The Madness of the Belgian Play-Off System

Updated: April 20, 2015

1The Football League still has a couple of vital games to play yet prior to the excitement of the post-season play-offs, yet in Belgium, the top sides have been going at it for a number of weeks now.

Play-off season began back in March for the elite sides such as Anderlecht, Genk, Club Brugge and Standard Liege, as all 16 sides compete for something in three separate mini-leagues!

The extraordinary system, composed of more than play-offs for the title, Europa League and relegation, keeps all of Belgium’s clubs entertained, giving them something to play for no matter what position they finish.

Take Beveren, for example – a side that won just seven times this season and escaped the relegation play-off by just two points – who have the chance to qualify for Europe!

Beveren may have missed their chance to play against the likes of Spurs or Liverpool next season as they squander near the bottom of their group, but 15th-placed Mouscron, a side in the bottom two until the 28th round of 30, are well placed to qualify.

The system can be a little flawed, with some teams missing out despite a decent finish in the regular season. However, this is more than made up for in the excitement it provides for the neutral!

Championship play-off

Club Brugge, going well in the Europa League and winners of the Belgian Cup this year, currently lead the table, comprised of the league’s top six over the first 30 games of the season. These six teams then have their points totals halved to the nearest full number, although any teams that then see their points rounded up to level with another team has it rounded down.

This year Brugge entered the system as leaders with a two point advantage over Gent. They have maintained that lead after the first three games, with Anderlecht, Standard Liege, Kortrijk and Charleroi further behind.

The title guarantees qualification to the Champions League group stage, whilst second place have to make do with the third qualifying round. This is mirrored with the Europa League for the 3rd and 4th placed finishers, currently Pro League holders Anderlecht and Standard Liege. Fifth placed Kortrijk would enter a two-legged play-off, called Testmatches, with one side ranked from 7th to 14th, whereas the sixth placed side would miss out on everything all together! Charleroi and Genk finished level on points in 6th and 7th respectively, meaning the former faces a trickier feat in having to play the elite, but with a greater possible reward on offer.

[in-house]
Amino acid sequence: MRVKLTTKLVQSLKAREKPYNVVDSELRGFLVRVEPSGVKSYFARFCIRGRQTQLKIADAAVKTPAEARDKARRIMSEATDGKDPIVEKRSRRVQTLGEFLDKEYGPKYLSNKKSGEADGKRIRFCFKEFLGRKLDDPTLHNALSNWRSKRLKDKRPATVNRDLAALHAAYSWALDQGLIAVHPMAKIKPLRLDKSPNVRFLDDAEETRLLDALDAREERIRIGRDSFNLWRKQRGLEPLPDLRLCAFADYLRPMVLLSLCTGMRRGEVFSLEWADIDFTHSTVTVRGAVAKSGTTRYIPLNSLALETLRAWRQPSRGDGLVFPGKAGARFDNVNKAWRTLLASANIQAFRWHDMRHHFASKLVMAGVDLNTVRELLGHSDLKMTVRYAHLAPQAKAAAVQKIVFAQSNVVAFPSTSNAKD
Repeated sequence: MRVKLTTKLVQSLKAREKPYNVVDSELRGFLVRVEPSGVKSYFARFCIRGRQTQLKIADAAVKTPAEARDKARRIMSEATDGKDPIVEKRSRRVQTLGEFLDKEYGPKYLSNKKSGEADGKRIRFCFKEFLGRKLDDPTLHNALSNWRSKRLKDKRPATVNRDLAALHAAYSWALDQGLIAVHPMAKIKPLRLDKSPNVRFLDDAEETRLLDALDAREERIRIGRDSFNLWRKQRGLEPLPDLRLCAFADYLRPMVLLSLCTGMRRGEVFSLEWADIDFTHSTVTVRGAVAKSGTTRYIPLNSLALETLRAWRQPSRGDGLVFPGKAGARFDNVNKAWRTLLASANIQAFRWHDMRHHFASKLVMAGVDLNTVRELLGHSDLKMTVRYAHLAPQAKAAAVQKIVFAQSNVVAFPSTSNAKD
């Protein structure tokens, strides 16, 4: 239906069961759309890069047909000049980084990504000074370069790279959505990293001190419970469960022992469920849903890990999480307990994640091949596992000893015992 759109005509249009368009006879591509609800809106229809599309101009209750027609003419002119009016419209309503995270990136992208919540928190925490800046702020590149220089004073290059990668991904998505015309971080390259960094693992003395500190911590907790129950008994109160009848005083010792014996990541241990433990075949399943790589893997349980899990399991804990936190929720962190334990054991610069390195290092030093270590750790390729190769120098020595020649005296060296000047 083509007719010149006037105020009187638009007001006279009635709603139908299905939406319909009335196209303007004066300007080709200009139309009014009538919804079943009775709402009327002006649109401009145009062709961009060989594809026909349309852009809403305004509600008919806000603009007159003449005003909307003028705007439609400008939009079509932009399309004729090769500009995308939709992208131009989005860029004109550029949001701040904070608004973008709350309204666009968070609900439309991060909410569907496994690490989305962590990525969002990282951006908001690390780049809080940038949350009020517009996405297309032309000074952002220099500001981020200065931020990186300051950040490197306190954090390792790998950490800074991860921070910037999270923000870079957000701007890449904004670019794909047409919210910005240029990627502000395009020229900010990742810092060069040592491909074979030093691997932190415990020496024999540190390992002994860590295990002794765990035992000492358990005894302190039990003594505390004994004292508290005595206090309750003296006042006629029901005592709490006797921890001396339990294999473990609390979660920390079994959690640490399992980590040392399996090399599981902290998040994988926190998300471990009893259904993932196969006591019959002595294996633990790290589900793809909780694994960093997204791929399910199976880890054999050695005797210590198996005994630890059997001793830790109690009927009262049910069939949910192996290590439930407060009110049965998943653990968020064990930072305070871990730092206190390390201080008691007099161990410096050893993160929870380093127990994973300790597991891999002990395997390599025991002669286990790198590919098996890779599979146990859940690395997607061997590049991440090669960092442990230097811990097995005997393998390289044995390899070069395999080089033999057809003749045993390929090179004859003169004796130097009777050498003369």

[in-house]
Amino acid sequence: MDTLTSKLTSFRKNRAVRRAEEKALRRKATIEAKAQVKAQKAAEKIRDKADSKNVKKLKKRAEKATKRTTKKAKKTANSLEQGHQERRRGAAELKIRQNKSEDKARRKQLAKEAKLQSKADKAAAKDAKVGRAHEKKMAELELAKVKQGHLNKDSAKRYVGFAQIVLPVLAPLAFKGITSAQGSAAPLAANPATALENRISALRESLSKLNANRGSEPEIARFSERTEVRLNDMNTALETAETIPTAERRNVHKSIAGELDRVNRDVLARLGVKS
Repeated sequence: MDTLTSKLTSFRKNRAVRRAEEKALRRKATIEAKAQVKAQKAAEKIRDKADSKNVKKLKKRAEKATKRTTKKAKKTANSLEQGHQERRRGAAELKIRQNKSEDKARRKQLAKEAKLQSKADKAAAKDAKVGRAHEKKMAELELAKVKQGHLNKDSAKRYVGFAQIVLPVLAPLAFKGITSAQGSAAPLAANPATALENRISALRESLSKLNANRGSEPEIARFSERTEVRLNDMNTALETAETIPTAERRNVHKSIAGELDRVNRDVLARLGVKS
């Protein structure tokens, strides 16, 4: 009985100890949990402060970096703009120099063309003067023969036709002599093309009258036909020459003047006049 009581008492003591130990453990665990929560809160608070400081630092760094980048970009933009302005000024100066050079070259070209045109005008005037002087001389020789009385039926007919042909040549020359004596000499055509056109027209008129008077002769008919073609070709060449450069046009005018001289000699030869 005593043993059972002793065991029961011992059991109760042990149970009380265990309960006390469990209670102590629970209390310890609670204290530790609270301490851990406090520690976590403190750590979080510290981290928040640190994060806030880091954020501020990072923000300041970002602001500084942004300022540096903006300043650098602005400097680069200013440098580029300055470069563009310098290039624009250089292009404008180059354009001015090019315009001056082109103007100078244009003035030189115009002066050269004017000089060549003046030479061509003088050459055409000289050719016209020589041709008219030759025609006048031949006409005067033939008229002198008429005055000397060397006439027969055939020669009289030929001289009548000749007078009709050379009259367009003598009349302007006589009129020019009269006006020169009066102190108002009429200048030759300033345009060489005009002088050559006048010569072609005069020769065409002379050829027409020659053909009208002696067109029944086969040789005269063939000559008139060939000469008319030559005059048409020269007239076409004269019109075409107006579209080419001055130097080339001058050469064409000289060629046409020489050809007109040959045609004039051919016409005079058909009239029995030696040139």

Europa League play-off

Eight teams contest for the opportunity to go up against the fifth placed side for a place in next season’s Europa League. Prior to that, they must sidestep a group stage and a final play-off, then beat the fifth placed side in a Testmatch.

The eight teams are firstly split into two groups. Group A features those who finished in 7th, 9th, 12th and 14th; Genk, Mechelen, Zulte-Waregem and Beveren. Genk, who narrowly missed out on the Championship play-offs on goal difference, went into this league as Beveren’s equal, despite having amassed almost double the former’s points tally! Nevertheless, their superiority should shine through in the six games, home and away, with the top side progressing.

In Group B, 8th, 10th, 11th and 13th (Lokeren, Oostende, Westerlo and Mouscron respectively) are pitted together. After three games it is Lokeren who lead the table having beaten former leaders and 13th placed Mouscron 5-1 at their ground.

The winners of the two groups face each other in a two-legged final for the chance to win a spot in the Testmatch. Last season Oostende pipped Kortrijk on penalties to head into the Testmatch, but did not have a European license. As a result, the matches were annulled with Zulte-Waregem going into Europe without facing the drama!

Relegation play-off

The bottom two sides contest this mini-series, with the team that finished highest receiving a three-point boost. Lierse and Cercle Brugge are this season’s scrappers with the latter gaining three points to begin with. However, after three games the teams are level on six points each, and it is Lierse who top the table on goal difference.

Should they come out on top, Lierse will have to face three Belgian second-tier teams to try to stay in the division, meaning the winners of the league below may not win promotion at all. Last season Mouscron finished top after six games and came up, and are now in with the chance of reaching Europe!

It is a long route to the title, European competition, and even safety for next season in Belgium’s top tier, an unorthodox but exciting method in which every team has a shot at glory. If the Premier League ever introduced a system like this it would be carnage!

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